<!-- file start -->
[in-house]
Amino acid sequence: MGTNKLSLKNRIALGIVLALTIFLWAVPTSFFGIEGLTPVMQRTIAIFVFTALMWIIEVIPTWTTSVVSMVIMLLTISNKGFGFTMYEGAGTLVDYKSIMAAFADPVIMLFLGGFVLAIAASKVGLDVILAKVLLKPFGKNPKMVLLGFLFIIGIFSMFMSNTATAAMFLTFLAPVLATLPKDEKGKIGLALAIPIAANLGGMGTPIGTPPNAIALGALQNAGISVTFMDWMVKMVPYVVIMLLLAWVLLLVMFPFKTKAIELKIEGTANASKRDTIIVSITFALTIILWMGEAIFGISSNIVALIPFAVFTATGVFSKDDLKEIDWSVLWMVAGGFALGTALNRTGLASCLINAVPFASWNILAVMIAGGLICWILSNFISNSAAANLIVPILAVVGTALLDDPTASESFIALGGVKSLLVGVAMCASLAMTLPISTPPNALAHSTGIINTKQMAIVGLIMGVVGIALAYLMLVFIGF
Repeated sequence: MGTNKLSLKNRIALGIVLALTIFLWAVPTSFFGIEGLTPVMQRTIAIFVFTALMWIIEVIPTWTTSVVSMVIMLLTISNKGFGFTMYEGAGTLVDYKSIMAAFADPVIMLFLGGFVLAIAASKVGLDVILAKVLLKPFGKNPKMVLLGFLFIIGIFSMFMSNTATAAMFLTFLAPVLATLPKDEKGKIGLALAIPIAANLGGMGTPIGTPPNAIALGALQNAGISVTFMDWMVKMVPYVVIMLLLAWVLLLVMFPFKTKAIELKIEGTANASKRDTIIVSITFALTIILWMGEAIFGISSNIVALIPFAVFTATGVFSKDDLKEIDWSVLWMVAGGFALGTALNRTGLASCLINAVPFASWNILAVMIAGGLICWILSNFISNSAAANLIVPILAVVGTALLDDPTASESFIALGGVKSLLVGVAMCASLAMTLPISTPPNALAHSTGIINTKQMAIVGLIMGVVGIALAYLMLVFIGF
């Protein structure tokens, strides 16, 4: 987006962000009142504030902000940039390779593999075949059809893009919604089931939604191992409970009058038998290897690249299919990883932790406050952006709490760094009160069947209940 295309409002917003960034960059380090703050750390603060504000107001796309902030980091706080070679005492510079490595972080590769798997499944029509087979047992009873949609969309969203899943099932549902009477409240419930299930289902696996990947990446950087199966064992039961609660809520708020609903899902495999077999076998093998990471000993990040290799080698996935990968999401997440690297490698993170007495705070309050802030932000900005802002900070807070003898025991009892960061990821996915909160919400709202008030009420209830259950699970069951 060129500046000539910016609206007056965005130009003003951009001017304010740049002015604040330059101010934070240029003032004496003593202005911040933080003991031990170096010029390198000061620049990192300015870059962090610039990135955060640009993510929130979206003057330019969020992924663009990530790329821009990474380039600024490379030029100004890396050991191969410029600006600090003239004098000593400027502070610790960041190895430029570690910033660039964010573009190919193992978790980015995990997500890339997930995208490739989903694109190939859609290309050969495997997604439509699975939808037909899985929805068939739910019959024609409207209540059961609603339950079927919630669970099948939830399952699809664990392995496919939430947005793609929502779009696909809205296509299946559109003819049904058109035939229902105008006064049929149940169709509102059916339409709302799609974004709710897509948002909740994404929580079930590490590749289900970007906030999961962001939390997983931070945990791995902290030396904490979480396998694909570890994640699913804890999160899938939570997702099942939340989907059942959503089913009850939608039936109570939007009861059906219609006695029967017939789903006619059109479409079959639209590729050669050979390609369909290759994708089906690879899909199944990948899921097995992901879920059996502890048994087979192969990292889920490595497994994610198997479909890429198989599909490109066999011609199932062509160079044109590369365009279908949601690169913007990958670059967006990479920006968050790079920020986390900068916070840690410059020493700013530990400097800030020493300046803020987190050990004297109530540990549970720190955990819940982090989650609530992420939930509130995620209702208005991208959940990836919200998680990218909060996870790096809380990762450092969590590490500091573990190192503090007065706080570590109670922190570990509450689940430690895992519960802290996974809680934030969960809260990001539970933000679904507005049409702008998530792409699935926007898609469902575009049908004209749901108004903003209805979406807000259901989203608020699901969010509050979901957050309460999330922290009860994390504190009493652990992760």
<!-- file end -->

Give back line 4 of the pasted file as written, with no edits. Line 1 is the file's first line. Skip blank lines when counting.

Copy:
């Protein structure tokens, strides 16, 4: 987006962000009142504030902000940039390779593999075949059809893009919604089931939604191992409970009058038998290897690249299919990883932790406050952006709490760094009160069947209940 295309409002917003960034960059380090703050750390603060504000107001796309902030980091706080070679005492510079490595972080590769798997499944029509087979047992009873949609969309969203899943099932549902009477409240419930299930289902696996990947990446950087199966064992039961609660809520708020609903899902495999077999076998093998990471000993990040290799080698996935990968999401997440690297490698993170007495705070309050802030932000900005802002900070807070003898025991009892960061990821996915909160919400709202008030009420209830259950699970069951 060129500046000539910016609206007056965005130009003003951009001017304010740049002015604040330059101010934070240029003032004496003593202005911040933080003991031990170096010029390198000061620049990192300015870059962090610039990135955060640009993510929130979206003057330019969020992924663009990530790329821009990474380039600024490379030029100004890396050991191969410029600006600090003239004098000593400027502070610790960041190895430029570690910033660039964010573009190919193992978790980015995990997500890339997930995208490739989903694109190939859609290309050969495997997604439509699975939808037909899985929805068939739910019959024609409207209540059961609603339950079927919630669970099948939830399952699809664990392995496919939430947005793609929502779009696909809205296509299946559109003819049904058109035939229902105008006064049929149940169709509102059916339409709302799609974004709710897509948002909740994404929580079930590490590749289900970007906030999961962001939390997983931070945990791995902290030396904490979480396998694909570890994640699913804890999160899938939570997702099942939340989907059942959503089913009850939608039936109570939007009861059906219609006695029967017939789903006619059109479409079959639209590729050669050979390609369909290759994708089906690879899909199944990948899921097995992901879920059996502890048994087979192969990292889920490595497994994610198997479909890429198989599909490109066999011609199932062509160079044109590369365009279908949601690169913007990958670059967006990479920006968050790079920020986390900068916070840690410059020493700013530990400097800030020493300046803020987190050990004297109530540990549970720190955990819940982090989650609530992420939930509130995620209702208005991208959940990836919200998680990218909060996870790096809380990762450092969590590490500091573990190192503090007065706080570590109670922190570990509450689940430690895992519960802290996974809680934030969960809260990001539970933000679904507005049409702008998530792409699935926007898609469902575009049908004209749901108004903003209805979406807000259901989203608020699901969010509050979901957050309460999330922290009860994390504190009493652990992760």